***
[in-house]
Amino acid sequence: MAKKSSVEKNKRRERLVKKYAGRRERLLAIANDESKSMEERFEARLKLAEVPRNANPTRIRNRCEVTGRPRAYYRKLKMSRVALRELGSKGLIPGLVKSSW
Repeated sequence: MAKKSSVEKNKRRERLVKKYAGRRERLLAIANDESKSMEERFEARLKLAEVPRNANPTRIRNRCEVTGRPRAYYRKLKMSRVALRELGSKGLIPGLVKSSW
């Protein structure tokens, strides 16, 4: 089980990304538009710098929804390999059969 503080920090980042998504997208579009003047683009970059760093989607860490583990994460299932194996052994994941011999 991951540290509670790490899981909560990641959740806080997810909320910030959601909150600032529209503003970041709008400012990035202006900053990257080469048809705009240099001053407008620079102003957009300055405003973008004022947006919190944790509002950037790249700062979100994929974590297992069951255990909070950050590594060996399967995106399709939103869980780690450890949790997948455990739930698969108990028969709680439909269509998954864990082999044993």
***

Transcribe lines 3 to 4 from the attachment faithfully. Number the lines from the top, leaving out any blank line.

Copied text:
Repeated sequence: MAKKSSVEKNKRRERLVKKYAGRRERLLAIANDESKSMEERFEARLKLAEVPRNANPTRIRNRCEVTGRPRAYYRKLKMSRVALRELGSKGLIPGLVKSSW
């Protein structure tokens, strides 16, 4: 089980990304538009710098929804390999059969 503080920090980042998504997208579009003047683009970059760093989607860490583990994460299932194996052994994941011999 991951540290509670790490899981909560990641959740806080997810909320910030959601909150600032529209503003970041709008400012990035202006900053990257080469048809705009240099001053407008620079102003957009300055405003973008004022947006919190944790509002950037790249700062979100994929974590297992069951255990909070950050590594060996399967995106399709939103869980780690450890949790997948455990739930698969108990028969709680439909269509998954864990082999044993």